Scale Problems Worse During Droughts

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All pests tend to increase their populations when we are in drought conditions. Sucking insects can especially be troublesome. Control is not just as simple as spraying for the pests. Once these populations increase during drought years, coupled with the mild, dry winters we have been experiencing, it takes quite a while to bring these pests under control again. Even after a relatively colder, wetter winter and especially if your neighbors don’t treat their infested plants (allowing the insects to fly back to your property) the populations can stay high. Weather, poor plant health, caused by improper planting or incorrect plant selection, or wet soil conditions, allow the pests to get the upper hand and our treatments can only suppress the problem. With improving seasonal weather, choosing plants better suited for our growing conditions and properly planting the plants, many of our pest problems are not only manageable but may never develop.

Scale insects suck on the plant to extract plant juices. They extract the nutrients they want, then excrete honey dew which is loaded with plant sugars. This honey dew is what covers the plant’s leaves

and is where the sooty mold fungus grows (the black sooty looking residue on the leaves). Aphids feed in the same fashion. Sooty mold, though ugly, does little harm to the plants.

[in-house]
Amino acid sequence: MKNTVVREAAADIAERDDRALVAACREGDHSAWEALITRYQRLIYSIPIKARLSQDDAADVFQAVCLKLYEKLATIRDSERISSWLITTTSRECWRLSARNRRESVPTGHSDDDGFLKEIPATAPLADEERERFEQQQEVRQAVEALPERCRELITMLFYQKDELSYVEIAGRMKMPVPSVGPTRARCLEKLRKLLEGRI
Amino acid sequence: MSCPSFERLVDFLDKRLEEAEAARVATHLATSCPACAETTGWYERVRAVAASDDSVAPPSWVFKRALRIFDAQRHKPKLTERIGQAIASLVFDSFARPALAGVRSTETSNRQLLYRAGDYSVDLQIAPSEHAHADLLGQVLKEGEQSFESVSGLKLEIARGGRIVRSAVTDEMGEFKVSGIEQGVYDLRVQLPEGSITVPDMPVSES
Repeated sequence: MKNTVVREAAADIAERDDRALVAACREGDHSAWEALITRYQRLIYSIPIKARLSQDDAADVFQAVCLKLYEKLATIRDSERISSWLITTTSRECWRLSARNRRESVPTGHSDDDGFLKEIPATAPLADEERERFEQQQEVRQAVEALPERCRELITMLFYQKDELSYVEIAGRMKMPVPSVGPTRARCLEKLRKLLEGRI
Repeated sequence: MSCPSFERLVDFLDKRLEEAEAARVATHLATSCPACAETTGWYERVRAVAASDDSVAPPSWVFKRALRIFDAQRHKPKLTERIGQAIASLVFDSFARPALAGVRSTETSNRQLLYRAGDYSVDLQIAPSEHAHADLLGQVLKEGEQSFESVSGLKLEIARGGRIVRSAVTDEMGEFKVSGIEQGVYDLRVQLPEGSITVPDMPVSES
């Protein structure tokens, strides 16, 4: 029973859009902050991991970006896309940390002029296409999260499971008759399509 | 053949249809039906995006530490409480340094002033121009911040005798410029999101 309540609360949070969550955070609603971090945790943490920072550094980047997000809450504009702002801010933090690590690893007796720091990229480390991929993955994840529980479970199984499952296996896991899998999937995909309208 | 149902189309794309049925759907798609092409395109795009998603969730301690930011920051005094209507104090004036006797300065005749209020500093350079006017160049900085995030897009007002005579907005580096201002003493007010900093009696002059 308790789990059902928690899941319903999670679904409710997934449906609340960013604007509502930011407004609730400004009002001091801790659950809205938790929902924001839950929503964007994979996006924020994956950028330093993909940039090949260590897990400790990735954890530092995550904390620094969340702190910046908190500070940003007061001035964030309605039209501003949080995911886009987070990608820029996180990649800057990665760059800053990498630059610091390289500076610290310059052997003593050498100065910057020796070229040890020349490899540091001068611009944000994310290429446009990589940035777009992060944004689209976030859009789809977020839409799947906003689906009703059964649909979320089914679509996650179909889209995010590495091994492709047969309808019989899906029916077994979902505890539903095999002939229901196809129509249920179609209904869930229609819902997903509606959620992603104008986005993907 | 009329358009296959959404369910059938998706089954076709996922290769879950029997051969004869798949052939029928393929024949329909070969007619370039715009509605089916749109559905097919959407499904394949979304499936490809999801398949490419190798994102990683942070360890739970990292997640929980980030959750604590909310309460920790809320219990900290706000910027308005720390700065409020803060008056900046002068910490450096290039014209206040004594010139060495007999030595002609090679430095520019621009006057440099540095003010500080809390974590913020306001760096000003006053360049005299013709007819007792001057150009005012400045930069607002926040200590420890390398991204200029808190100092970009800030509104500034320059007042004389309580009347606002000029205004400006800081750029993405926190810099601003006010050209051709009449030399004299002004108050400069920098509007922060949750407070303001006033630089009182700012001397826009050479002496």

Scale insects come in many forms and, more importantly, two life stages. The adults are usually grouped into hard and soft body scales. Both of these scale types are very difficult to kill because of the protective coating they develop around themselves. The adults usually do not move once they mature and form their protective coating.

A crawler stage hatches from eggs produced by the adults and it is the crawler stage that moves around the plant further spreading the infestation.

One of the most effective treatments for the adult scale is horticultural oil. This is not your old dormant oil. These oils are highly refined and when used correctly have a very low leaf burn potential compared to dormant oil. The adults must be covered completely so the oil can suffocate the insect. We also use systemics to control the scale. Crawlers are much easier to control and we utilize several different contact pesticides to accomplish this.

Please note that the simple presence of sooty mold does not necessarily mean your plant has scale or aphids. In many cases trees overhanging your planting may actually be the location of the insect and the honey dew is simply raining down on your landscape plants. The remedy for this is to treat the large overstory tree (very costly though we do provide that service), remove the overstory tree (very costly) or simply hose off the plants under these trees to keep the sooty mold from growing.  Sooty mold does not have to be treated as it causes only cosmetic damage.

Our programs are based on an Integrated Plant Health Management program. We look, inspect, and determine if a pesticide application is needed before we spray. Through our fertilization program we ensure each plant has adequate nutrients for proper growth and development.

A healthy plant can withstand attack by pests much better than a weak plant.

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